If you’re having a hard time going vegan because you just can’t seem to give up cheese, you’re not alone! Many of us have felt the pull to cheese like a crack addict to crack. In fact, you may even feel like you’re… addicted.
Believe it or not, it could very well be that you are addicted to cheese! Cheese contains casein, which breaks apart in digestion to release naturally occurring opiates called casomorphins. Astonishingly, casomorphins mimic the reaction of morphine on our brain! These opiates in dairy products may be responsible for the calming effect of nursing in infants, and also for the addictive qualities in cheese.
Am I an addict?
Before I was vegan, my four personal food groups were Swiss, Havarti, Cheddar and Chocolate. In college, I was always a cheap date because I’d choose fettuccine alfredo over steak or lobster any day. Interestingly, when I wanted to lose weight, I fantasized about someone putting padlocks on my refrigerator so I simply couldn’t get to the food. (Sounds like the fantasy of an addict to me.) I remember when I first read the advice in a Susan Powter book to give up dairy, it seemed like it would be easier to give up everything else except for dairy, and specifically cheese. I think I might have been one of those cheese addicts.
So what do you do if you suspect you are a cheese addict?
Don’t despair! You won’t have to put yourself in lockdown if you really want to give up cheese. You simply have to clean out your taste buds for about 30 days before whole, natural foods start tasting amazing once again, and foods like cheese, ice cream and chocolate start to sound unappealing. I know this sounds impossible, but trust me, I’ve seen it happen to many people, including myself.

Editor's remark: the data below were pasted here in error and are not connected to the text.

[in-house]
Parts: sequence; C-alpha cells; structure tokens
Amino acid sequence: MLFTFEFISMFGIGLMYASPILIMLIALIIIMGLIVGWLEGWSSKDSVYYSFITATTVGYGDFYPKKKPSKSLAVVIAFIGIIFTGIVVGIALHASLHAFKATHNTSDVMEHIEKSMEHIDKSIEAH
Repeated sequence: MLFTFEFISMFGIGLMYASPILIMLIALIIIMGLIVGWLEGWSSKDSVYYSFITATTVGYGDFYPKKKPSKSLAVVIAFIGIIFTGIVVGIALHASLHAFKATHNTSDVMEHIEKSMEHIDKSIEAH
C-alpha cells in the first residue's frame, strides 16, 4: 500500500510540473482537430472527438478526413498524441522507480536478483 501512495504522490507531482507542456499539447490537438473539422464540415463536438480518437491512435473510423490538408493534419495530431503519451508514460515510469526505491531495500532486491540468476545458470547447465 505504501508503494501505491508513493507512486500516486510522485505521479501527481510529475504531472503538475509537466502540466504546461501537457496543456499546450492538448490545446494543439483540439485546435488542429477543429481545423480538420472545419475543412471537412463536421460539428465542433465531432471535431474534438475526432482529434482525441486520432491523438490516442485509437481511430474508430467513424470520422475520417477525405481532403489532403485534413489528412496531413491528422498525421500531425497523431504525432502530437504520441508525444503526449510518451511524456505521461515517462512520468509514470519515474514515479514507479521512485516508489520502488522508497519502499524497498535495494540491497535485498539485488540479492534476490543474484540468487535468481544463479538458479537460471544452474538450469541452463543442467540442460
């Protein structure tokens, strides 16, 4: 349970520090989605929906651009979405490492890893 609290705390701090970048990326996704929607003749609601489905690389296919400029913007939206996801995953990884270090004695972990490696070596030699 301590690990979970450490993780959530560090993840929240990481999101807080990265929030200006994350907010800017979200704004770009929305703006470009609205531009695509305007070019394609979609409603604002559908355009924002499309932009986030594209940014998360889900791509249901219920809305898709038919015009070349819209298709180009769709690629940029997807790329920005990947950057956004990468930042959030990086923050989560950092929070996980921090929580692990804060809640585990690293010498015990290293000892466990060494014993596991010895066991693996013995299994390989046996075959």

To learn more about the chemical effects of how casein turns into casomorphins, you may want to Google Dr. Neal Barnard or Dr. Bill Harris, both of whom are medical doctors that I have heard speak to this topic.
You can also watch Dr. Neal Barnard’s lectures on addictive foods and cheese on this page above or read his book Breaking the Food Seduction, where he also addresses the topic.
To learn more about how to clean out your taste buds for a lifetime of good health using the 30 Day Vegan Challenge you may also refer to my book, Vegan in 30 Days.
Sarah Taylor is the author of Vegan in 30 Days, and runs the popular blog "The Vegan Next Door".
She has a certificate in Plant Based Nutrition from Cornell University, is on faculty at Joel Fuhrman's Nutritional Education Institute, and has been featured on many television and radio shows internationally.
Her next book, Vegetarian to Vegan, will be available in 2012.